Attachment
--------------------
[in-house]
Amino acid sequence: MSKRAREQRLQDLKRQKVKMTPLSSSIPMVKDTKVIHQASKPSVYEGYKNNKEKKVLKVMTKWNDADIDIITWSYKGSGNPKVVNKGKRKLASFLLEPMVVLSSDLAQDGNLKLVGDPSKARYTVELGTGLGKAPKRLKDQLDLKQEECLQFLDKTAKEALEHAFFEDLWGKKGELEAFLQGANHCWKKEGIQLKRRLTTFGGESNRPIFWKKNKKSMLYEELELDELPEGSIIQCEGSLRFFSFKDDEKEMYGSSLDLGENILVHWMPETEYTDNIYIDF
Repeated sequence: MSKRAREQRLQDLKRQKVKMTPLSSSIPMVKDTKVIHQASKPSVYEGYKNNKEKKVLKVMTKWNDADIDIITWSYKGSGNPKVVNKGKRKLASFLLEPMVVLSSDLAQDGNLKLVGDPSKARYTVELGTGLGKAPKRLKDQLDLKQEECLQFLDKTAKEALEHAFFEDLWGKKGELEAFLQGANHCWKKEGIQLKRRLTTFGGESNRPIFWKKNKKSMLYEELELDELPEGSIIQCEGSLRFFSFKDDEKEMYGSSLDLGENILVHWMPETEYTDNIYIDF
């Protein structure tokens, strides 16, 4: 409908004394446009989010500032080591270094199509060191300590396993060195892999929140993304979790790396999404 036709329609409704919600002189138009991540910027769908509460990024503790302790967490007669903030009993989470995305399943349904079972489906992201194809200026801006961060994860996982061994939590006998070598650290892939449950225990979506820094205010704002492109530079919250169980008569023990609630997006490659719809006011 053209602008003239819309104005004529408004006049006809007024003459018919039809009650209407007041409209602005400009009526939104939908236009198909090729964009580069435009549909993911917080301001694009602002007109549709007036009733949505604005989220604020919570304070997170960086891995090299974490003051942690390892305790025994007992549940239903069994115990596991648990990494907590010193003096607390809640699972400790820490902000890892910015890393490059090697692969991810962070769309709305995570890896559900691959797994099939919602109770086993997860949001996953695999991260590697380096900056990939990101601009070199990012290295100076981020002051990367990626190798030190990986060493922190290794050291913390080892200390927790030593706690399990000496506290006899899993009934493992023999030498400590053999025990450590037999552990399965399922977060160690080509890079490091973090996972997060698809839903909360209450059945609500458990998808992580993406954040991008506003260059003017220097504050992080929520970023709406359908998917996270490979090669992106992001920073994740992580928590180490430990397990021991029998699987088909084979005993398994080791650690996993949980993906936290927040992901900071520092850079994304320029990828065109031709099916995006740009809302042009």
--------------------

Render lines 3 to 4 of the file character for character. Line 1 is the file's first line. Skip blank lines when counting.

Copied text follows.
Repeated sequence: MSKRAREQRLQDLKRQKVKMTPLSSSIPMVKDTKVIHQASKPSVYEGYKNNKEKKVLKVMTKWNDADIDIITWSYKGSGNPKVVNKGKRKLASFLLEPMVVLSSDLAQDGNLKLVGDPSKARYTVELGTGLGKAPKRLKDQLDLKQEECLQFLDKTAKEALEHAFFEDLWGKKGELEAFLQGANHCWKKEGIQLKRRLTTFGGESNRPIFWKKNKKSMLYEELELDELPEGSIIQCEGSLRFFSFKDDEKEMYGSSLDLGENILVHWMPETEYTDNIYIDF
């Protein structure tokens, strides 16, 4: 409908004394446009989010500032080591270094199509060191300590396993060195892999929140993304979790790396999404 036709329609409704919600002189138009991540910027769908509460990024503790302790967490007669903030009993989470995305399943349904079972489906992201194809200026801006961060994860996982061994939590006998070598650290892939449950225990979506820094205010704002492109530079919250169980008569023990609630997006490659719809006011 053209602008003239819309104005004529408004006049006809007024003459018919039809009650209407007041409209602005400009009526939104939908236009198909090729964009580069435009549909993911917080301001694009602002007109549709007036009733949505604005989220604020919570304070997170960086891995090299974490003051942690390892305790025994007992549940239903069994115990596991648990990494907590010193003096607390809640699972400790820490902000890892910015890393490059090697692969991810962070769309709305995570890896559900691959797994099939919602109770086993997860949001996953695999991260590697380096900056990939990101601009070199990012290295100076981020002051990367990626190798030190990986060493922190290794050291913390080892200390927790030593706690399990000496506290006899899993009934493992023999030498400590053999025990450590037999552990399965399922977060160690080509890079490091973090996972997060698809839903909360209450059945609500458990998808992580993406954040991008506003260059003017220097504050992080929520970023709406359908998917996270490979090669992106992001920073994740992580928590180490430990397990021991029998699987088909084979005993398994080791650690996993949980993906936290927040992901900071520092850079994304320029990828065109031709099916995006740009809302042009």